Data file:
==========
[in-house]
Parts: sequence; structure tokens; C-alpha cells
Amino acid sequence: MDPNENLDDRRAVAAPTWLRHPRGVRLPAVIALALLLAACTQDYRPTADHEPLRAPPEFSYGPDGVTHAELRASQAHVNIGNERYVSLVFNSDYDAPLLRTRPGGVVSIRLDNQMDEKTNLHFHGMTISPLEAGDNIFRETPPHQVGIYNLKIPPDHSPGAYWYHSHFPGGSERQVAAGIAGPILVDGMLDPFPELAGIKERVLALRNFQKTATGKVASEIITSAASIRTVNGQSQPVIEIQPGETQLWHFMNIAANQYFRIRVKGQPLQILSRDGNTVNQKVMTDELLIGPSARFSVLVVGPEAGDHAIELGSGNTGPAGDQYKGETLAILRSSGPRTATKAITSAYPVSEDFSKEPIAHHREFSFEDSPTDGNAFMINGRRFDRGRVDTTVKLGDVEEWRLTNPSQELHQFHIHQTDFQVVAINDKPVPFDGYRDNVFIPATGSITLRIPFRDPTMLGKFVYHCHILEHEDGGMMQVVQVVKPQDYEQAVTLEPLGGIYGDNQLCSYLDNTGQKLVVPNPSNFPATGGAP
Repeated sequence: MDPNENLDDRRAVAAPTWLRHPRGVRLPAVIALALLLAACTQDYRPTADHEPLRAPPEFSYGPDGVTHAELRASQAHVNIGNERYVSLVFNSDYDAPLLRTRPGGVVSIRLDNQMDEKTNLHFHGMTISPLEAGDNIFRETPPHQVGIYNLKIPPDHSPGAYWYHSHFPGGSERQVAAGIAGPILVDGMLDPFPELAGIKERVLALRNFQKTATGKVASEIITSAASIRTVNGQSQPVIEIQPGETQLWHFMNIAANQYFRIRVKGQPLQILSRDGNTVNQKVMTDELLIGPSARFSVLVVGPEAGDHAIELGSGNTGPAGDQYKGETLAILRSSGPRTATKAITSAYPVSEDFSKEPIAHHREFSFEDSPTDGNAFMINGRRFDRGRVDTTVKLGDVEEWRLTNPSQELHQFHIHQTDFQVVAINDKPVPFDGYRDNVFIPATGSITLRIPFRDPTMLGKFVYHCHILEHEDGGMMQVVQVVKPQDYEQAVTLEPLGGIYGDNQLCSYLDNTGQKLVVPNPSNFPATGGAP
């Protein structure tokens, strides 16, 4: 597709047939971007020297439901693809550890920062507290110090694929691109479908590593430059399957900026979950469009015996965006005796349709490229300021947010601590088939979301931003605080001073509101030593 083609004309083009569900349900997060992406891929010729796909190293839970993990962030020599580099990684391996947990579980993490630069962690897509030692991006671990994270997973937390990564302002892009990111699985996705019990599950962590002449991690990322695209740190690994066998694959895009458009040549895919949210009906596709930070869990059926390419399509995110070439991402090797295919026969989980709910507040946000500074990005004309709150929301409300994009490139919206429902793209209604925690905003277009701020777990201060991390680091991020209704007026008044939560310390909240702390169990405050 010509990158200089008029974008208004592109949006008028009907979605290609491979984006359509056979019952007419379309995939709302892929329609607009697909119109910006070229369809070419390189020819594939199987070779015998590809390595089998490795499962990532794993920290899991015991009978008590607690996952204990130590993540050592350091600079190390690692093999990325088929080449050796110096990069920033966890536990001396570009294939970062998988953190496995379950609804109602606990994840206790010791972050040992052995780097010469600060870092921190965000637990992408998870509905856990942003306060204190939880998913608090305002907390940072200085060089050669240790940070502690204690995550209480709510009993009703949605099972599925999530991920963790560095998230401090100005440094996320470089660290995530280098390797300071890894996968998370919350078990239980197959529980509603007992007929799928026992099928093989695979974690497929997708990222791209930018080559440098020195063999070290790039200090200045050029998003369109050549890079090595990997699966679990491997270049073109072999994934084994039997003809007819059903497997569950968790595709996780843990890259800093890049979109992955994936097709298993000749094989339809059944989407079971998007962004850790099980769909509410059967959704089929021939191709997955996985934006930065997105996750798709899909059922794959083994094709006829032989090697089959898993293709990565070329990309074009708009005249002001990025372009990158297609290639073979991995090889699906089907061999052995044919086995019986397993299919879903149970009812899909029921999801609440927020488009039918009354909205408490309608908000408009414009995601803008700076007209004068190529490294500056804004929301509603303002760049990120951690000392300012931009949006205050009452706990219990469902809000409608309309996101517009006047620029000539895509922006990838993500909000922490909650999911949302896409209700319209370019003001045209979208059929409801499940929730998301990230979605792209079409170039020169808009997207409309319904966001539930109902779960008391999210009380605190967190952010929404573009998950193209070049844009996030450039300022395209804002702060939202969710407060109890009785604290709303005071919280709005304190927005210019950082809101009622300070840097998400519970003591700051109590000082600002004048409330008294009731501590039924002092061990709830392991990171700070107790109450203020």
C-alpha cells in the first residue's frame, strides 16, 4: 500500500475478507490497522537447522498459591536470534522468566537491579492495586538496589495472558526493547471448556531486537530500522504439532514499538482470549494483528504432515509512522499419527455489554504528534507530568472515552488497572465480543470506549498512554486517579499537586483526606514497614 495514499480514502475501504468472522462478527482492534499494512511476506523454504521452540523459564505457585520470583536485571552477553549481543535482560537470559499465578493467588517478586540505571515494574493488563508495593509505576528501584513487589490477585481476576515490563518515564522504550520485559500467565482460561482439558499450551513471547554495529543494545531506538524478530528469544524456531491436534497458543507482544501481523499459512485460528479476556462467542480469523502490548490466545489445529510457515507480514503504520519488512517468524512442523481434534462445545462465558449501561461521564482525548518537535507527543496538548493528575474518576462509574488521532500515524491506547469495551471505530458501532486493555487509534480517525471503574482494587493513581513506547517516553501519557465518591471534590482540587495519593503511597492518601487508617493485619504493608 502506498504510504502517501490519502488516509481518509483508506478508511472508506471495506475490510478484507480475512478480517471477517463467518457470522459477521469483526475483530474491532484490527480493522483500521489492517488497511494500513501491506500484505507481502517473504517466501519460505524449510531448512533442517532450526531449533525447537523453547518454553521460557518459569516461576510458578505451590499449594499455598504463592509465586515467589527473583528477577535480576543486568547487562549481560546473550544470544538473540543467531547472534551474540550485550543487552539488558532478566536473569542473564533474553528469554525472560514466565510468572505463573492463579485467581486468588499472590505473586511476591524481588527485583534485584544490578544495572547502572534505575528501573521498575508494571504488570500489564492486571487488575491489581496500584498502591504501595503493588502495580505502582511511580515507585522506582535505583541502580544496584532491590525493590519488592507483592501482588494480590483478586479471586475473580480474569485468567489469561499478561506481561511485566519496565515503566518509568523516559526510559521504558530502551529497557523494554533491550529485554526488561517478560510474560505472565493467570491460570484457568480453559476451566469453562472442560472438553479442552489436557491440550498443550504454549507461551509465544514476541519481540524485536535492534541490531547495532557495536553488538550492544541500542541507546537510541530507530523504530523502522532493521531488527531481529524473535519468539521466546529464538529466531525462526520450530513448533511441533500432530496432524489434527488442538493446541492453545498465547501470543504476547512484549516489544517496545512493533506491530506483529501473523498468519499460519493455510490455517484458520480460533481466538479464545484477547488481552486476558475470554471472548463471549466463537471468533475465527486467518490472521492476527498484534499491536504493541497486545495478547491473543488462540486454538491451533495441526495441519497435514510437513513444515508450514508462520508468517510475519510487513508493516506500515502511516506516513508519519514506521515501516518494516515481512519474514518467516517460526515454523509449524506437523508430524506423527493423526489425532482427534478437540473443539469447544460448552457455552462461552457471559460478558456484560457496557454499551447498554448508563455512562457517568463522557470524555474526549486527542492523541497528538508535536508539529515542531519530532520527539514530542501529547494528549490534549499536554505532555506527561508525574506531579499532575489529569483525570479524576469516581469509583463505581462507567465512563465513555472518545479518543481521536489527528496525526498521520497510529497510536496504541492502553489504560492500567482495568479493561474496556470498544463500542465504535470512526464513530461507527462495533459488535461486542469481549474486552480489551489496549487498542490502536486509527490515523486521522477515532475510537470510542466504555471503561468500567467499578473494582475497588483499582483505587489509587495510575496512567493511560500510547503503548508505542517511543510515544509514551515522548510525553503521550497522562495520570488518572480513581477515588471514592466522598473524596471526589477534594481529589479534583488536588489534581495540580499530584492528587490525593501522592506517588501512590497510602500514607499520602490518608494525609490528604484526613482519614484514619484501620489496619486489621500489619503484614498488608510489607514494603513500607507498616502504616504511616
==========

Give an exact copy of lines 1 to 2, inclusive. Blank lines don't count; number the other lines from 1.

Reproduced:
[in-house]
Parts: sequence; structure tokens; C-alpha cells